Why We Store Data in an EHR

Posted on April 27, 2016 I Written By

John Lynn is the Founder of the HealthcareScene.com blog network which currently consists of 10 blogs containing over 8000 articles with John having written over 4000 of the articles himself. These EMR and Healthcare IT related articles have been viewed over 16 million times. John also manages Healthcare IT Central and Healthcare IT Today, the leading career Health IT job board and blog. John is co-founder of InfluentialNetworks.com and Physia.com. John is highly involved in social media, and in addition to his blogs can also be found on Twitter: @techguy and @ehrandhit and LinkedIn.

Shereese Maynard offered this interesting stat about the data inside an EHR and how that data is used.

I then made up this statistic which isn’t validated, but I believe is directionally accurate:

Colin Hung then validated my tweet with his comment:

It’s a tricky world we live in, but the above discussion is not surprising. EHRs were created to make an office more efficient (many have largely failed at that goal) and to help a practice bill at the highest level. In the US, you get paid based on how you document. It’s safe to say that EHR software has made it easier to document at a higher level and get paid more.

Notice that the goals of EHR software weren’t to improve health outcomes or patient care. Those goals might have been desired by many, but it wasn’t the bill of goods sold to the practice. Now we’re trying to back all this EHR data into health outcomes and improved patient care. Is it any wonder it’s a challenge for us to accomplish these goals?

When was the last time a doctor chose an EHR based on how it could improve patient care? I think most were fine purchasing an EHR that they believed wouldn’t hurt patient care. Sadly, I can’t remember ever seeing a section of a RFP that talks about an EHRs ability to improve patient care and clinical outcomes.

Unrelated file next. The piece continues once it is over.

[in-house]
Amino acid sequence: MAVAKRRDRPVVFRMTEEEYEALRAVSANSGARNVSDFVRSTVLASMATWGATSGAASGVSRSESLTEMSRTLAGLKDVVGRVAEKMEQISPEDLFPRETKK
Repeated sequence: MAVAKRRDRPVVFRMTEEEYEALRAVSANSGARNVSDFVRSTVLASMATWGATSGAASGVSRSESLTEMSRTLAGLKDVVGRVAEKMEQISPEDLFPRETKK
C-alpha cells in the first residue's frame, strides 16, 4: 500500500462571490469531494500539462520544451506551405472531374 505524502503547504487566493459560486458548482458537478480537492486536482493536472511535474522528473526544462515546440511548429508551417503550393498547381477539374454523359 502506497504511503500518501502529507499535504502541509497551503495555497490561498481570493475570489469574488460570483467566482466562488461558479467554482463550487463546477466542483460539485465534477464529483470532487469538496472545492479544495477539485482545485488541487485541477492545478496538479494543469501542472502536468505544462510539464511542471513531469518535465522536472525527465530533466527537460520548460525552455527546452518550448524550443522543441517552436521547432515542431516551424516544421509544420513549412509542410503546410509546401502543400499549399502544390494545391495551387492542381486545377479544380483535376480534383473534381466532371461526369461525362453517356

No, we store data in an EHR so we can improve our billing. We store data in the EHR to avoid liability. We store data in the EHR because we need appropriate documentation of the visit. Can and should that data be used to improve health outcomes and improve the quality of care provided? Yes, and most are heading that way. Although, it’s trailing since customers never demanded it. Plus, customers don’t really see an improvement in their business by focusing on it (we’ll see if that changes in a value based and high deductible plan world).

In my previous post about medical practice innovation, Dr. Nieder commented on the need for doctors to have “margin in their lives” which allows them to explore innovation. Medical billing documentation is one of the things that sucks the margins out of a doctor’s life. We need to simplify the billing requirements. That would provide doctors more margins to innovate and explore ways EHR and other technology can improve patient care and clinical outcomes.

In response to yesterday’s post about Virtual ACO’s, Randall Oates, MD and Founder of SOAPware (and a few other companies), commented “Additional complexity will not solve healthcare crises in spite of intents.” He, like I, fear that all of this value based reimbursement and ACO movement is just adding more billing complexity as opposed to simplifying things so that doctors have more margin in their lives to improve healthcare. More complexity is not the answer. More room to innovate is the answer.